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Australian TGA Requires Liver Warning on Black Cohosh

(February 14, 2006, Silver Spring, MD) -- The Australian Therapeutic Goods Administration (TGA) has decided that medicines containing black cohosh (Actaea racemosa syn. Cimicifuga racemosa) should be labeled with the following statement: "Warning: Black cohosh may harm the liver in some individuals. Use under the supervision of a healthcare professional." New Australian products must comply with the requirement from the time of manufacture. Existing products have a 12-month phase-in period to allow adequate time to comply with the new labeling requirements. This decision was published February 9 on the TGA website:

TGA reportedly reviewed 47 cases of liver reactions worldwide, including nine Australian cases, but did not reference their sources or explain what their review consisted of, and stated, “Considering the widespread use of black cohosh, the incidence of liver reaction appears to be very low.” They also advise, “Although some reports are confounded by multiple ingredients, by multiple medications, or by other medical conditions, there is sufficient evidence of a causal association between black cohosh and serious hepatitis.” TGA offers no explanation of how they reached this conclusion against this background of confounding information.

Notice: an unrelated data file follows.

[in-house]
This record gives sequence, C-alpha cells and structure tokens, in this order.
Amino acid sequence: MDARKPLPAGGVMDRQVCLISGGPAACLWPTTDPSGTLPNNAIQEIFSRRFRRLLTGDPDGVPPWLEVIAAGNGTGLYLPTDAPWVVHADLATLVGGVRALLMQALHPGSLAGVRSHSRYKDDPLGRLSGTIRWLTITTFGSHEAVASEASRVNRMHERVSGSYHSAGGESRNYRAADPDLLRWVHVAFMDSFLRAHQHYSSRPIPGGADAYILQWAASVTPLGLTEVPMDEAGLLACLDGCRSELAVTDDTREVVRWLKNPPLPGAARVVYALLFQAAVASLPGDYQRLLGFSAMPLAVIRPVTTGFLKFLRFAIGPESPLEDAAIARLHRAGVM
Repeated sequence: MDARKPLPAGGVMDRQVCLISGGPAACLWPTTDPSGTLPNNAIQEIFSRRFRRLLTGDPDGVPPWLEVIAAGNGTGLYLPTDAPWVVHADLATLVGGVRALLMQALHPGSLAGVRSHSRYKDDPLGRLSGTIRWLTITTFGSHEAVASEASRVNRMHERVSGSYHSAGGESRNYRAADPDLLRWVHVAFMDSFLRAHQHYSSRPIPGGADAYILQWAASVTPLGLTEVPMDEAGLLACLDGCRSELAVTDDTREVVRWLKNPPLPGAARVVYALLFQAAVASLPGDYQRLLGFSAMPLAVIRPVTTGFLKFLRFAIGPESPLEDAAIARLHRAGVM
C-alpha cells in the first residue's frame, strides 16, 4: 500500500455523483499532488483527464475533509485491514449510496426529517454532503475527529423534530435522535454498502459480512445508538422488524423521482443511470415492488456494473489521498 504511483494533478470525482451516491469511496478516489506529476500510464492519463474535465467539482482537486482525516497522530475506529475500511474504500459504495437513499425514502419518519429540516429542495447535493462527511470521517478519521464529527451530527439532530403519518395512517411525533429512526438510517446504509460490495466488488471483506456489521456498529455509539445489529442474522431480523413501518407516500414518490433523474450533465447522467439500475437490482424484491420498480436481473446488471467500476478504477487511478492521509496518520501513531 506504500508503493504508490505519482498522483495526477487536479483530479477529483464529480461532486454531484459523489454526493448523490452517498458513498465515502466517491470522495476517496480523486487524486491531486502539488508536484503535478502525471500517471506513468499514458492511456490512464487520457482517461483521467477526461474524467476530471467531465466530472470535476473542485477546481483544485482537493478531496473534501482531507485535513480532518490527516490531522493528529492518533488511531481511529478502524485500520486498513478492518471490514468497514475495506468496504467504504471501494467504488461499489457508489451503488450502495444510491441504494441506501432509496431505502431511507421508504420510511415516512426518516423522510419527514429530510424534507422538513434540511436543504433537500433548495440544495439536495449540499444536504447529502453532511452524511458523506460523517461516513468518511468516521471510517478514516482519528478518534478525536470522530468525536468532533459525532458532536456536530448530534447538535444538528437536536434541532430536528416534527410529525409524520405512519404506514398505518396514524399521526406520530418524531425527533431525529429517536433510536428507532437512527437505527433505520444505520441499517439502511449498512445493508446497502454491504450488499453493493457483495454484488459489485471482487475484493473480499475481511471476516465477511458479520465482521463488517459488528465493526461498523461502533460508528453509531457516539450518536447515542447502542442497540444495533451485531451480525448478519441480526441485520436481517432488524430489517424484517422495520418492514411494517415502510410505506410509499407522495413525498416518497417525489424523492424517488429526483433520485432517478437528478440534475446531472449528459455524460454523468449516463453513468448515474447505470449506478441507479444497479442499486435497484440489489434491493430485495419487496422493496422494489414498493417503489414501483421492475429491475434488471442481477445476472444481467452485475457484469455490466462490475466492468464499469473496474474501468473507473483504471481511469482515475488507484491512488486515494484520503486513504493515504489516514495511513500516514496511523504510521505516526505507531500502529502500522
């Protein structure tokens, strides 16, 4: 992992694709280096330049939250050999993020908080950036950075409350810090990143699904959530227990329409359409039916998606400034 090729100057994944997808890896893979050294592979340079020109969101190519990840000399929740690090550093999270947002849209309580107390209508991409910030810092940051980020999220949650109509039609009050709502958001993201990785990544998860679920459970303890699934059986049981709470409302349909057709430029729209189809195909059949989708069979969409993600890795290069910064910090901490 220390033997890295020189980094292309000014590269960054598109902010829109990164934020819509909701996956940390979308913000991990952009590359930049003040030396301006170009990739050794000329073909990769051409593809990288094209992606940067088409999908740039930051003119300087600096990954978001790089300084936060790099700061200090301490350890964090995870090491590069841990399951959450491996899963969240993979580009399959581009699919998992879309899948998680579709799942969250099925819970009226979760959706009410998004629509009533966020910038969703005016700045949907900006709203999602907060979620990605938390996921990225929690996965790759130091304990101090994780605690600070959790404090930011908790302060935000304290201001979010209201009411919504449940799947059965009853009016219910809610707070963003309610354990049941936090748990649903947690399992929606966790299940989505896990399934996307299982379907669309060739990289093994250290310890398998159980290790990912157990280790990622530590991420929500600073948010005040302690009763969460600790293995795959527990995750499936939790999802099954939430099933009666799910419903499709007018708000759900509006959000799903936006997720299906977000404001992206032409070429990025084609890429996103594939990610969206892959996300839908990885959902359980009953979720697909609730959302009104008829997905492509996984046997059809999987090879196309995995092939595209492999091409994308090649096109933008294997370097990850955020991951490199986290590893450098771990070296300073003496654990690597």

A U.S. National Institutes of Health workshop on black cohosh safety in clinical trials, held in November 2004 — Steven Dentali, vice president of scientific and technical affairs at the American Herbal Products Association, participated in this workshop as an invited expert — concluded that the evidence for liver toxicity risks from black cohosh “remains equivocal but certainly warrants continued monitoring.” The NIH also noted, “At this time, there is no known mechanism with biological plausibility that explains any hepatotoxic activity of black cohosh.” The NIH reviewed information on 51 adverse events. The complete NIH workshop review is available at


The American Herbal Products Association (AHPA) is the only national trade association devoted solely to herbal issues. Representing the core of the botanical trade -- comprised of the finest growers, processors, manufacturers and marketers of herbal products -- AHPA’s mission is to promote the responsible commerce of herbal products. AHPA committees generate self-regulations to ensure the highest level of quality with respect to the way herbs are manufactured, labeled, and sold. Website:

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